Verona says it’s addressing problems in its fire department identified in report
A consultant’s scathing report alleging poor leadership and lack of professionalism within the Verona Fire Department has prompted the city to create a plan to address the problems, Verona’s mayor said Tuesday.
The investigation and report, for which the city paid $6,875, addressed complaints raised by the local firefighters union and included a summary of the culture of the department, based on interviews with command officers, full-time firefighters and EMS personnel, and interns.
Despite the summary’s harsh tone — members complained of “ineffective, inadequate and frequently a complete lack of leadership” — the report identified “solvable problems” within the Fire Department, and the city is moving to “enhance the culture and professional direction” of the department, Mayor Luke Diaz said.
The city is also ordering Fire Department employees to undergo training to prevent harassment, discrimination and retaliation as well as cultural sensitivity and interpersonal communication training, Diaz said.
And department leaders have been ordered to delegate responsibilities to other members and communicate with “greater collaborative focus” on matters of department importance, Diaz said. That includes seeking input from members and formalizing programs.
“Public safety is a top priority for me,” Diaz said. “While it appears some of these issues have been ongoing for some time, city leadership is committed to solving problems no matter when they started.”
The report was compiled by Dale Burke, a senior associate with The Riseling Group, and was based on interviews with Fire Department personnel, who are not named. It was released Tuesday by members of Fire Fighters Local 311, the union representing full-time firefighters in the city. It doesn’t cite anyone by name but strongly implies the problems stem from Fire Chief Joseph Giver.
“The truth is (the department) is barely functioning,” said Ted Higgins, the secretary/treasurer for Fire Fighters Local 311. “It’s as hostile a work environment as you can imagine.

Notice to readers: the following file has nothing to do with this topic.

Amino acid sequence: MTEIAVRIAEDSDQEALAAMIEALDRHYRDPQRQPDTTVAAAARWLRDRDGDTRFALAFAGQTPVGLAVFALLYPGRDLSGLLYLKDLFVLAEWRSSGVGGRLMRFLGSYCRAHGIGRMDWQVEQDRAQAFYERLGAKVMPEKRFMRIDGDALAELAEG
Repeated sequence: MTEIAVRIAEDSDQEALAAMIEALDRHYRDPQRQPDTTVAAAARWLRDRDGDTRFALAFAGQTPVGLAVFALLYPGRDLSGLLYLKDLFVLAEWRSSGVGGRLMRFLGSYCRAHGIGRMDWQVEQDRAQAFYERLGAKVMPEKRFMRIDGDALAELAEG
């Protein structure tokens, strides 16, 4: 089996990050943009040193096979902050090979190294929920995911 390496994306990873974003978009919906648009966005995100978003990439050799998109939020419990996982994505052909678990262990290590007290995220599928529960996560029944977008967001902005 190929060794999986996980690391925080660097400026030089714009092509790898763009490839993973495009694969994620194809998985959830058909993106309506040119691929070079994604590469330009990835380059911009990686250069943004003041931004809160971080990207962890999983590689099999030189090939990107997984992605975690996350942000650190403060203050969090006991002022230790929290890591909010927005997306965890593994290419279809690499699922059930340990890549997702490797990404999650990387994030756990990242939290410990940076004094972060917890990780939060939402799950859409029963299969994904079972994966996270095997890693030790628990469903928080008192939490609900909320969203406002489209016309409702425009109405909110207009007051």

“If that report is not a vote of no confidence in the leadership of a fire department, I don’t know what is,” said Higgins, who called on Giver to step down. “I mean, that’s an embarrassment.”
Giver did not return messages seeking comment Tuesday.
The report found that members believe “leadership does not seek out or want input from subordinates” and that there is “an accepted lack of professionalism within the department and the perception of an overly relaxed environment around the station.”
Members also said they felt the department had no defined mission, and no one could remember when any strategic planning was last undertaken.
The policy and procedure manual were summarized as being “outdated and never followed and not trained on. Most members have not seen it since the day they were hired and do not know where to find it. The Code of Conduct is for the most part overly vague.”
Several department members described “a toxic, hostile work environment,” the report said, and complained about the department’s reputation with the public and other agencies.
Prompted by complaint
The report was ordered by the city after the union complained in June that Fire Department leadership was too harsh with its decision to suspend a member for a week without pay for yelling at an intern, according to Higgins.
Higgins said members of the department believe a double standard exists because Assistant Chief Donald Catenacci was not reprimanded for what Higgins described as rough treatment of members over the years.
“That’s the nexus of the whole thing, of how this all came together,” Higgins said. “There are two sets of rules going on here.”
Catenacci did not return a message seeking comment.
Higgins said the union received the first part of the report dealing with the complaint but didn’t know the summary of the culture existed until Diaz mentioned it at an Oct. 22 meeting.
Diaz ordered a copy of the summary be sent to Higgins, who said he received it on Nov. 5.
By then, city administrators had already adopted a plan to improve the Fire Department and communicated their expectations to Giver, who Diaz said supports the plan. He said the city received the entire report from the Riseling Group on Sept. 25, and the city had established its plan in response to that report on Oct. 10.
Other initiatives the Fire Department must complete that were ordered by city administrators include:
Establishing a mission, vision and strategic planUndergoing policy reviews and seeking external help with revising major policy changes, after getting city committee and council approvalIdentifying education and training opportunities relative to specific job duties and responsibilities.